Wound classification: Severity, Morphology, Etiology, Color

See also the 2016 report, “Surgical Sealants, Glues, Hemostasis, 2016-2022”, Report #S290

Different classification systems consider tissue wounds from the aspects of severity, morphology, thickness, and etiology. Several methods for classifying wounds have been developed, each determined by the interests of the specialty dealing with the wound. For example, burn specialists have historically classified according to degree of injury, surgeons categorize wounds by severity of tissue loss, while those treating pressure ulcers have their own classification of wounds by stages. Each classification system is useful in generating a prognosis and plan of intervention for each specialty, including the appropriate use of available products.  Below are some of the more common classification schemes:

Severity.  This classification considers wounds based on the amount of tissue loss or damage, whether the wound also involves nerve, muscle and/or bone, and whether infection is present.

Morphology.  This common scheme differentiates wound types categorizes them as partial thickness, deep partial thickness, and full thickness based on the amount of epidermis, dermis, subcutaneous tissue, fascia, muscle and bone.  Severity drives the range of therapeutic options necessary and dictates the healing time, the amount of scarring, and the resulting functional impairment.

Etiology. The nature of the cause of the wound formation is a significant determinant of the wound and its severity.  Classification by etiology therefore considers the causative event, including surgery, trauma, burns, pressure, venous and diabetic ulcers, radiation, and proliferative scars.  Moreover, chronic wounds are understood for their evolution beyond the causative event to result in unique challenges to wound healing.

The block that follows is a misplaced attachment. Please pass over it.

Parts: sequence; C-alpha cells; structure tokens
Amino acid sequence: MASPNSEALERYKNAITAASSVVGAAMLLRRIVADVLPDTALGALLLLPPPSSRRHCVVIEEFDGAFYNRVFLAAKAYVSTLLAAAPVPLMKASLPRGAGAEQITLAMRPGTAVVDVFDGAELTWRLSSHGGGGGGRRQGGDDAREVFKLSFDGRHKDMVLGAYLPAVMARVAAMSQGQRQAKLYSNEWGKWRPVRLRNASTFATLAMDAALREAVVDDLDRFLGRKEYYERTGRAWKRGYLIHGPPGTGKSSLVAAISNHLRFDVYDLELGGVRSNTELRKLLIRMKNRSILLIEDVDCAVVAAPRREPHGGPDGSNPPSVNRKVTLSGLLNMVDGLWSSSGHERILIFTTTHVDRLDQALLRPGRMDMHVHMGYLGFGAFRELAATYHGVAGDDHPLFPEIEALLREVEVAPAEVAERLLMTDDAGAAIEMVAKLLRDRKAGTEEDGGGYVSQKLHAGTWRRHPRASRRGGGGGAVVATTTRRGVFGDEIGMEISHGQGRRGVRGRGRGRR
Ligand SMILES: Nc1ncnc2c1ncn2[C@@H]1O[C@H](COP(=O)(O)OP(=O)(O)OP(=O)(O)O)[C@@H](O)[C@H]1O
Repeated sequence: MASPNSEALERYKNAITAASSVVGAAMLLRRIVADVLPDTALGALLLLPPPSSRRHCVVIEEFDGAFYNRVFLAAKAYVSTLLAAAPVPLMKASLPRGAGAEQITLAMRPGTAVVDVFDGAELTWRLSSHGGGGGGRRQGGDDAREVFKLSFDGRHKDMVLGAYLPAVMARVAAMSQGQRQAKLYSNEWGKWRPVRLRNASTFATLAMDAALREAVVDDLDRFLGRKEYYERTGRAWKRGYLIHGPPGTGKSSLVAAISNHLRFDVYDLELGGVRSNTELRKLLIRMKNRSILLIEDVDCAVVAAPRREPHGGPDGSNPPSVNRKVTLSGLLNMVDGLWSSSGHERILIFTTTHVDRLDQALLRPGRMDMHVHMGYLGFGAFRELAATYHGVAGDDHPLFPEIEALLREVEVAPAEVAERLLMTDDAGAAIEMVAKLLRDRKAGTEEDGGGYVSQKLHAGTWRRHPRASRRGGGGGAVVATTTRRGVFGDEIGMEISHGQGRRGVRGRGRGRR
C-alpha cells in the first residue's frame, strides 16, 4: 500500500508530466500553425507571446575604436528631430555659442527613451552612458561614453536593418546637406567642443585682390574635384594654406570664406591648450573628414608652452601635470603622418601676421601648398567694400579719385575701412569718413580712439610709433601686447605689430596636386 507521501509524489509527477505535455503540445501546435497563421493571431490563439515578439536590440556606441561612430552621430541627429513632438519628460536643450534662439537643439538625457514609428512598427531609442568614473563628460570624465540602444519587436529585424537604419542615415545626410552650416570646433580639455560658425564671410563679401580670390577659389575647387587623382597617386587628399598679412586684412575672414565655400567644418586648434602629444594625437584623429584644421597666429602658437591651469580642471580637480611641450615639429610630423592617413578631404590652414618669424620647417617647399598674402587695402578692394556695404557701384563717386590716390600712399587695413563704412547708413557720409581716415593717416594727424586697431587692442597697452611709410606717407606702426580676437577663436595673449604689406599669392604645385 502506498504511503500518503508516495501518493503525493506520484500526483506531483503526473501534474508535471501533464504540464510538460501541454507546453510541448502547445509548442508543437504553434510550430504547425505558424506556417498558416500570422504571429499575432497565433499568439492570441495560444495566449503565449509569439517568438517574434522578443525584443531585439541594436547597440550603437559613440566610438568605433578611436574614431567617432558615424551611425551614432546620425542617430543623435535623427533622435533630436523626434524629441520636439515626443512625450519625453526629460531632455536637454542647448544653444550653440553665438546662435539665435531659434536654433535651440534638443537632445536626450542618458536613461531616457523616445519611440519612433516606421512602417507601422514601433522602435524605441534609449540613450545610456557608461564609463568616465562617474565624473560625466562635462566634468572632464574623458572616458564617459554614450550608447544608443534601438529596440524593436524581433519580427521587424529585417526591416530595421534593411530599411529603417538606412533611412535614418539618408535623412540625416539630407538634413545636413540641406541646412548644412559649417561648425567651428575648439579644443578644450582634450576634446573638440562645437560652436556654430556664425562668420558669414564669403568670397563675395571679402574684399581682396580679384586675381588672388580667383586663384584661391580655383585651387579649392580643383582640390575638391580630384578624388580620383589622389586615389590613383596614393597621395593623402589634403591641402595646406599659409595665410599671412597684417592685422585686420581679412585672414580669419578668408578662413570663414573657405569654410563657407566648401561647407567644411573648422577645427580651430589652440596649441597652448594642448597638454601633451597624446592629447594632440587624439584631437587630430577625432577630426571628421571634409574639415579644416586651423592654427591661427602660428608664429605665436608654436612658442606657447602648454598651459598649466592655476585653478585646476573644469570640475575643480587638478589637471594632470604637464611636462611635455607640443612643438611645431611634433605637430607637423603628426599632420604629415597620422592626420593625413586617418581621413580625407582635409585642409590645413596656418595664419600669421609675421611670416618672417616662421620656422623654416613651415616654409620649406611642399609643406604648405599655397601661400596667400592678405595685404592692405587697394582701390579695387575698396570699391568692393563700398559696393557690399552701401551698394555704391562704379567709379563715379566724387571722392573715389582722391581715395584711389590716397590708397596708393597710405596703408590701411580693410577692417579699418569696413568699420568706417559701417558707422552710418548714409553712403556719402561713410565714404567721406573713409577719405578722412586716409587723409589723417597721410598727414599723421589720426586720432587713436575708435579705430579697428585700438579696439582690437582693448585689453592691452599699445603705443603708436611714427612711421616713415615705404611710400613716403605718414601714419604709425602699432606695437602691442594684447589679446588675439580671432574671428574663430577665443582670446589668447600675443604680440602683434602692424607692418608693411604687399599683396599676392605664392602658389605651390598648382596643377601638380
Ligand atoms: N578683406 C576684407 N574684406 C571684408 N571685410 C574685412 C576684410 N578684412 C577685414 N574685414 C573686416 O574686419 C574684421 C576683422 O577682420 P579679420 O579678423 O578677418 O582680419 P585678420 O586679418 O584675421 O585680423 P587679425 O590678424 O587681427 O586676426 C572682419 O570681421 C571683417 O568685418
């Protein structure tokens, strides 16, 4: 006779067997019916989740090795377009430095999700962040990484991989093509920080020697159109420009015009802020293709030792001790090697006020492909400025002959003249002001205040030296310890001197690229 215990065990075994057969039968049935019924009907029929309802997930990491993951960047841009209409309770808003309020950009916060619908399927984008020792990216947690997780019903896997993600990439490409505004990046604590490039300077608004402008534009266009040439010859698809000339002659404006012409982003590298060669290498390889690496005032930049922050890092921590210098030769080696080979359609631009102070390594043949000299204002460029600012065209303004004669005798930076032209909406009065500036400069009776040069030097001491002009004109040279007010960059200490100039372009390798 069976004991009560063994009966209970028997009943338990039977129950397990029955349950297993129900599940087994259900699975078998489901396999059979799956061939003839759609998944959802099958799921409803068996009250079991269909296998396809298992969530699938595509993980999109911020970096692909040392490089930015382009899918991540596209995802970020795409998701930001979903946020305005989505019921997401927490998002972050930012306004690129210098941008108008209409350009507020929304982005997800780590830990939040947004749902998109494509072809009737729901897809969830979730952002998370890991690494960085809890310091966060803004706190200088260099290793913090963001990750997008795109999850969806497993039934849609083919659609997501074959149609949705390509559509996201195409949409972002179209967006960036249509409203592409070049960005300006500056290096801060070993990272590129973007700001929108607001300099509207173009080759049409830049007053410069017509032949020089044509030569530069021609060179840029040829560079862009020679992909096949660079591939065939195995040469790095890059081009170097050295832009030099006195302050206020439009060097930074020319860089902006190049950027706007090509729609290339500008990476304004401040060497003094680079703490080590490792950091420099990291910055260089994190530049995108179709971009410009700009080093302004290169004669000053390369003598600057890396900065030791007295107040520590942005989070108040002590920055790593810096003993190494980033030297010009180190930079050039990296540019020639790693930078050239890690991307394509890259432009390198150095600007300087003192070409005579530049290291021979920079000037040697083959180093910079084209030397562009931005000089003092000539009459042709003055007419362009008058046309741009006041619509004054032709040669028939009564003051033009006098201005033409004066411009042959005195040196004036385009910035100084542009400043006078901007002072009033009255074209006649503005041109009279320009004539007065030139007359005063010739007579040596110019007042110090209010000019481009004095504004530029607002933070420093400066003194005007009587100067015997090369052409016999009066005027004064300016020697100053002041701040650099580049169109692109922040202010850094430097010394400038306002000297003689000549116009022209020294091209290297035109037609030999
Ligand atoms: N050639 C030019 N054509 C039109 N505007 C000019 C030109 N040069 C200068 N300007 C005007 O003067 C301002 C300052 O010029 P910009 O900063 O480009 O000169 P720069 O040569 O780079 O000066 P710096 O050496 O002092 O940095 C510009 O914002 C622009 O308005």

Classification of Wounds by Etiology

·         Surgical wounds

·         Traumatic wounds

·         Burn wounds

·         Ulceration, including pressure, venous, and arterial/diabetic

·         Amputation

·         Proliferative scars, such as keloids and hypertrophic scars

·         Immunosuppressive wounds

·         Disease-associated

·         Pharmacological therapeutics

·         Radiation wounds

 

Color. Dressings manufacturers (e.g., Molnlycke) have identified the relevance of wound color, particularly for chronic wounds:

·         Black: containing necrotic tissue that needs to be removed

·         Yellow: requiring autolytic debridement and moist wound healing

·         Red: granulating wounds that require moist wound healing products.

 

The classification methods, above, are further detailed in MedMarket Diligence report #S247, “Worldwide Wound Management Market, 2009.”

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1 thought on “Wound classification: Severity, Morphology, Etiology, Color”

  1. The report #S247, in addition to providing the data on products, technologies and markets, provides data on incidence and prevalence of the different wound types.

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